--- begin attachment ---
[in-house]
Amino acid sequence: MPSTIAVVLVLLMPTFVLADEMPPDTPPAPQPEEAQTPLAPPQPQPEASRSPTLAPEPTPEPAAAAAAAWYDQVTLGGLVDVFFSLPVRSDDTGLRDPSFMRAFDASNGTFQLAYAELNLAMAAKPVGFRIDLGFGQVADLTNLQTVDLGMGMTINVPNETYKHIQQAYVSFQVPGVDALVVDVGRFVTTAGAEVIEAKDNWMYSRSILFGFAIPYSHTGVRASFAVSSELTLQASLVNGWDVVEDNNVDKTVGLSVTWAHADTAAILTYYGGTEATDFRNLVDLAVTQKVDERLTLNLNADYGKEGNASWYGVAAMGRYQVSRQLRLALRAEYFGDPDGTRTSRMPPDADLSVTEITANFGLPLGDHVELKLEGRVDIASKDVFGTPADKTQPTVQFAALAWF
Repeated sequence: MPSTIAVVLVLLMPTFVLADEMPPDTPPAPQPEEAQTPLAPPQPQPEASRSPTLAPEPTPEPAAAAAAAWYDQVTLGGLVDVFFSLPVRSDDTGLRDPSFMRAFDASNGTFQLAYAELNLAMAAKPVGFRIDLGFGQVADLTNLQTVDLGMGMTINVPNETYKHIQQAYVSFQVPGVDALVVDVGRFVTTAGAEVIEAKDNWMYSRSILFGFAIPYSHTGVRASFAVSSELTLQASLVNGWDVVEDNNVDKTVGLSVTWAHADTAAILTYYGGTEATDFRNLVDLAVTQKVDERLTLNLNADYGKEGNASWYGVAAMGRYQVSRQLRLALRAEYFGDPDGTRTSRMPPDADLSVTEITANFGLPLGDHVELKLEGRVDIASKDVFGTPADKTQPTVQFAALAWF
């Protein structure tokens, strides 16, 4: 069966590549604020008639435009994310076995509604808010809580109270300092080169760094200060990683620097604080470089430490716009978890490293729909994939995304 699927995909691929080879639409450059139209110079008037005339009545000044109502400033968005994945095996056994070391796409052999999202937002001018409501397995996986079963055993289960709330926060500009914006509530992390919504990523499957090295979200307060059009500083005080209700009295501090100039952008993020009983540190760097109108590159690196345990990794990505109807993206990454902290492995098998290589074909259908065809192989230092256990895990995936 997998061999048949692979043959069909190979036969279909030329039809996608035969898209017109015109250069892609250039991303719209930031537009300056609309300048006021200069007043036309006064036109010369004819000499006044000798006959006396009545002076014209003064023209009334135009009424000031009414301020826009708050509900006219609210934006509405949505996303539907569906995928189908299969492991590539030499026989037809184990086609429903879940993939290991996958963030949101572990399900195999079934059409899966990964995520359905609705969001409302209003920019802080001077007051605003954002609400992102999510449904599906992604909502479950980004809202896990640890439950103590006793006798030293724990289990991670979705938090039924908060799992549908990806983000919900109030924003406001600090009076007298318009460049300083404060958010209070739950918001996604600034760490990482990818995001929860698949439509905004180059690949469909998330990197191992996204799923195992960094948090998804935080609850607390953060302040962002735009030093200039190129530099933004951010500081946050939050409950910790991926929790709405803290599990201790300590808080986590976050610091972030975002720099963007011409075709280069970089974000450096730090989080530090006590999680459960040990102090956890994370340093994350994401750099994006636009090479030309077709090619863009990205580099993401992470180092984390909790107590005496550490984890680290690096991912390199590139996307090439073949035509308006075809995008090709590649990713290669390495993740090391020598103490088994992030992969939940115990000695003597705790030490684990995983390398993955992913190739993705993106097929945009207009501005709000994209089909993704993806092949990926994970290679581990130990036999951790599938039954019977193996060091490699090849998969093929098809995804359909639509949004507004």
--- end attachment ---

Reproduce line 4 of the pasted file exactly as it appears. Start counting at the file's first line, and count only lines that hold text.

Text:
């Protein structure tokens, strides 16, 4: 069966590549604020008639435009994310076995509604808010809580109270300092080169760094200060990683620097604080470089430490716009978890490293729909994939995304 699927995909691929080879639409450059139209110079008037005339009545000044109502400033968005994945095996056994070391796409052999999202937002001018409501397995996986079963055993289960709330926060500009914006509530992390919504990523499957090295979200307060059009500083005080209700009295501090100039952008993020009983540190760097109108590159690196345990990794990505109807993206990454902290492995098998290589074909259908065809192989230092256990895990995936 997998061999048949692979043959069909190979036969279909030329039809996608035969898209017109015109250069892609250039991303719209930031537009300056609309300048006021200069007043036309006064036109010369004819000499006044000798006959006396009545002076014209003064023209009334135009009424000031009414301020826009708050509900006219609210934006509405949505996303539907569906995928189908299969492991590539030499026989037809184990086609429903879940993939290991996958963030949101572990399900195999079934059409899966990964995520359905609705969001409302209003920019802080001077007051605003954002609400992102999510449904599906992604909502479950980004809202896990640890439950103590006793006798030293724990289990991670979705938090039924908060799992549908990806983000919900109030924003406001600090009076007298318009460049300083404060958010209070739950918001996604600034760490990482990818995001929860698949439509905004180059690949469909998330990197191992996204799923195992960094948090998804935080609850607390953060302040962002735009030093200039190129530099933004951010500081946050939050409950910790991926929790709405803290599990201790300590808080986590976050610091972030975002720099963007011409075709280069970089974000450096730090989080530090006590999680459960040990102090956890994370340093994350994401750099994006636009090479030309077709090619863009990205580099993401992470180092984390909790107590005496550490984890680290690096991912390199590139996307090439073949035509308006075809995008090709590649990713290669390495993740090391020598103490088994992030992969939940115990000695003597705790030490684990995983390398993955992913190739993705993106097929945009207009501005709000994209089909993704993806092949990926994970290679581990130990036999951790599938039954019977193996060091490699090849998969093929098809995804359909639509949004507004």